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Summary:

I chatted with Cole Brodman, CTO of T-Mobile USA yesterday after the nation’s fourth largest carrier detailed its plan to deliver speeds of 21 Mbps down to all of its markets this year. We discussed spectrum and why usage-based billing for mobile broadband will happen.

Brodman (left) with Motorola CEO Sanjay Jha

T-Mobile USA, which detailed its next network upgrade yesterday, is betting that faster mobile broadband service today (well, before the end of this year) aimed at making smartphones perform better will justify its decision to move to a 3.5G network rather than the 4G LTE standard.

I chatted with T-Mobile USA CTO Cole Brodman yesterday after the nation’s fourth-largest carrier explained the rollout of its HSPA+ network upgrade that will deliver speeds of 21 Mbps down to all of its markets by the end of the year. T-Mobile also said that Philly, New York, and Washington, D.C. already have those speeds today. For more on the rollout check out my story from February. For more on the consumer experience, check out Kevin Tofel’s review of the network on existing T-Mobile gadgets or for those specifically designed for the upgraded network.

GigaOM: Let’s start with data consumption. What are people consuming on the T-Mobile network?

Brodman: The average Android customer consumes between 400 and 600 MB and we’re excited to see that because it means people are starting to use them for more than the occasional search for a ringtone.

GigaOM: So at these rates, do you believe that some type of usage-based billing is inevitable as AT&T and Verizon apparently do?

Brodman: The vast majority of consumers will consume at rates that carriers can stay ahead of and we want them to do that, but a small number of consumers will consume too much and it’s that small number that starts to endanger the economics for the average consumer. Around 2 percent of broadband stick users will even reach our cap (5GB on the high end) and they will far exceed it. What makes sense is as they start to endanger the affordability for everyone we need to look at things like usage-based pricing.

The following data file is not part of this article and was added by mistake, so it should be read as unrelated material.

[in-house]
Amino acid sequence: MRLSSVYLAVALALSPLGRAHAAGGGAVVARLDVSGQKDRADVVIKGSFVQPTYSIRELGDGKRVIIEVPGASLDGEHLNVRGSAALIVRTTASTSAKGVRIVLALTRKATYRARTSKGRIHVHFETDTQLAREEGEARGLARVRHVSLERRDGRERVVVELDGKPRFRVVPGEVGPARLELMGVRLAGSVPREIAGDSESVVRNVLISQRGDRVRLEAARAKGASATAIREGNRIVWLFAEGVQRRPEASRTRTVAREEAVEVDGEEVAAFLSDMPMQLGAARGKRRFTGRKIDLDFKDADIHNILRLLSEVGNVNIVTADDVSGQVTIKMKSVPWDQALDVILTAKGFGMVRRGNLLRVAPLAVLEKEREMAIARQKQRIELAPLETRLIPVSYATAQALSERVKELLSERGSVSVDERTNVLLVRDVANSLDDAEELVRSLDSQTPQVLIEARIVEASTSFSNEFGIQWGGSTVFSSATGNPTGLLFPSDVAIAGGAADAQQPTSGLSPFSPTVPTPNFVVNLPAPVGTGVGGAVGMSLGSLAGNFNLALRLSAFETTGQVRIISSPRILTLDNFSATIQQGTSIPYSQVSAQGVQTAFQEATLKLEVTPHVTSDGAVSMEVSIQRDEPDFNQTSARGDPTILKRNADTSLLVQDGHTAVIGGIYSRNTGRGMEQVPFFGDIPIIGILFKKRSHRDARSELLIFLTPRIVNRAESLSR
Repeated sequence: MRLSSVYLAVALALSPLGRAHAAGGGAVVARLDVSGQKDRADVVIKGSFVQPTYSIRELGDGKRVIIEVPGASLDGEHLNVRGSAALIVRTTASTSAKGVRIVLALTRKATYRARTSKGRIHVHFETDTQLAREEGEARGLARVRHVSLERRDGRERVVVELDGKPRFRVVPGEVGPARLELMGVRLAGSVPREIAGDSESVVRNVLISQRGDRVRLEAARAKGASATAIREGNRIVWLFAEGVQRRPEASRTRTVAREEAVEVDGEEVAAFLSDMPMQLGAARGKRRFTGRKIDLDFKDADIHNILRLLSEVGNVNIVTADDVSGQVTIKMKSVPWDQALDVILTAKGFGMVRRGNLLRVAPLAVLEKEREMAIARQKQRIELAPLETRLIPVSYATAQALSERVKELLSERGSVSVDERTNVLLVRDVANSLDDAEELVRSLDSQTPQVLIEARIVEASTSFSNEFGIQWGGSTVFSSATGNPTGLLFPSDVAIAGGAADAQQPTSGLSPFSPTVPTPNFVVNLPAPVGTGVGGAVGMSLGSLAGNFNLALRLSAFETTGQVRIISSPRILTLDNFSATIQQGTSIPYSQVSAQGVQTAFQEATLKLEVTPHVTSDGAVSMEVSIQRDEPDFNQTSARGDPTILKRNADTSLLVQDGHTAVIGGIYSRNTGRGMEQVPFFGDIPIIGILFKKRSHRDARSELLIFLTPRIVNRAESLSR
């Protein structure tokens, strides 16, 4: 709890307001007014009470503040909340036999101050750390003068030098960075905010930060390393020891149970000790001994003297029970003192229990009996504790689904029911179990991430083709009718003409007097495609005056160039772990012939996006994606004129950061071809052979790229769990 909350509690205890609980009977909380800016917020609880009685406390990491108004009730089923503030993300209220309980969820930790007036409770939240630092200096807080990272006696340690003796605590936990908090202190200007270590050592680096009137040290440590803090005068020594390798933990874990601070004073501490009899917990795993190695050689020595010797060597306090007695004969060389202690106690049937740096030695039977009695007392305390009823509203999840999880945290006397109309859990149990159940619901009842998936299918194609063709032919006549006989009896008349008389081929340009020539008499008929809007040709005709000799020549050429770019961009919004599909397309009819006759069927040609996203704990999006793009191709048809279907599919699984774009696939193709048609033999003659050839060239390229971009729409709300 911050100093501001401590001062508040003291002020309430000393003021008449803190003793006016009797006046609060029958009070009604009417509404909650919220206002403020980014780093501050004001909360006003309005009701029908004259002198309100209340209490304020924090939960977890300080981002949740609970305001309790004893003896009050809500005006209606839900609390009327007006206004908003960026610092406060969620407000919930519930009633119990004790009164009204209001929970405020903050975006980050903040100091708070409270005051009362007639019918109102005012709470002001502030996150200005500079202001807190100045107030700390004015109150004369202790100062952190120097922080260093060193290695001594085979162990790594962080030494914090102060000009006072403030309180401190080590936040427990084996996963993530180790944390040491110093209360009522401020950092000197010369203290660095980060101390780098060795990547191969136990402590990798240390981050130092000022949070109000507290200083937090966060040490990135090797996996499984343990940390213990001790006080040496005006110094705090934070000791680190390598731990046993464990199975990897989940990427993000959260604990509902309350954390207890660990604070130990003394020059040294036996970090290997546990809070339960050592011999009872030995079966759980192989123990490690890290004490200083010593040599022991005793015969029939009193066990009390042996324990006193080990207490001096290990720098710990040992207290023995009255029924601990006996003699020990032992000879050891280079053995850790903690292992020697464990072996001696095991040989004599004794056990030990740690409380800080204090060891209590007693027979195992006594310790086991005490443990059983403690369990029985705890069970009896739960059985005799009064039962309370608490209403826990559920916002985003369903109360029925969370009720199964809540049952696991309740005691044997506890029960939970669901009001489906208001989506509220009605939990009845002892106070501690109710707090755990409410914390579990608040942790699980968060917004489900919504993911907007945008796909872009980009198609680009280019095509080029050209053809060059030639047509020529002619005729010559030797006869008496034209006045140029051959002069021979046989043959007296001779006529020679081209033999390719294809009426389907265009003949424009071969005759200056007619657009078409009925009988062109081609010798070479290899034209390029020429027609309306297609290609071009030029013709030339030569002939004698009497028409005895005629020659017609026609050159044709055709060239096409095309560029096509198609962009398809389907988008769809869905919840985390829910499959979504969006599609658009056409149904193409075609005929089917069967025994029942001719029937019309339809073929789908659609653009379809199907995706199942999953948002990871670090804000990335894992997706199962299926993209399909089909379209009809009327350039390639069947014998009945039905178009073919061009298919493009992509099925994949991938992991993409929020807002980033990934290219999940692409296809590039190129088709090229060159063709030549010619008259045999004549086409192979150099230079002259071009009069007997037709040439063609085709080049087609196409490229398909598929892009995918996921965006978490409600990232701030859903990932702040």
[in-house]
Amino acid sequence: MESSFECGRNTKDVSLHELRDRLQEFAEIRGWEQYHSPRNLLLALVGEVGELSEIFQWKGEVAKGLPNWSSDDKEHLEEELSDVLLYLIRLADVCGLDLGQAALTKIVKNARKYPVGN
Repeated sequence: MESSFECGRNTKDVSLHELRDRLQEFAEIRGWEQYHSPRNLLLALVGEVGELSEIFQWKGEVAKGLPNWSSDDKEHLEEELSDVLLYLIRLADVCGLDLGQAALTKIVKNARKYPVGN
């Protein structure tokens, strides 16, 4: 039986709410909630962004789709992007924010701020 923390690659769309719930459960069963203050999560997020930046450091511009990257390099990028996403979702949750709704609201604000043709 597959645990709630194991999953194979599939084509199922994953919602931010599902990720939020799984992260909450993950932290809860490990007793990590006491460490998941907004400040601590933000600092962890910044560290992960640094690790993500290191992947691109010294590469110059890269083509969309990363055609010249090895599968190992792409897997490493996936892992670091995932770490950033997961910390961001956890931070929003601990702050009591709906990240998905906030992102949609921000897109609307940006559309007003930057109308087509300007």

GigaOM: Don’t we already have some type of usage-based pricing with current plans that have different caps and overage charges?

Brodman: It’s hard to expect consumers to know what a megabyte is because what that can offer changes every day. And the problem is overage is not a good experience for consumers. I don’t have an answer for you today on what usage-based pricing will look like, whether it’s upgrade buckets, app-based pricing, quality of service-based pricing or time-sensitive throttling.

GigaOM: Right now, you are talking 3.5G when other carriers are talking about 4G and LTE. When might T-Mobile move to an LTE network?

Brodman: We’ve not announced a time for LTE. HPSA+ has a really rich future…one of our network partners delivered 80 Mbps on HSPA +. And we can transition smoothly to LTE when we have to and are excited about that growth into LTE when we need to.

GigaOM: T-Mobile has fewer spectrum resources than other carriers. Do you have the spectrum capacity to deploy LTE?

Brodman: We certainly believe access to additional spectrum for mobile broadband is important to America. If you step back from that, we have quite a bit of additional capacity in our portfolio and we’re freeing up spectrum used for our 2G network for 3G and HSPA+. But I think I’m not going to answer the question directly. We believe that our portfolio will keep us competitive in the near and medium term — for the next couple of years.

Related content from GigaOM Pro (sub req’d):

Metered Mobile Data is Coming and Here’s How

Everybody Hertz: The Looming Spectrum Crisis

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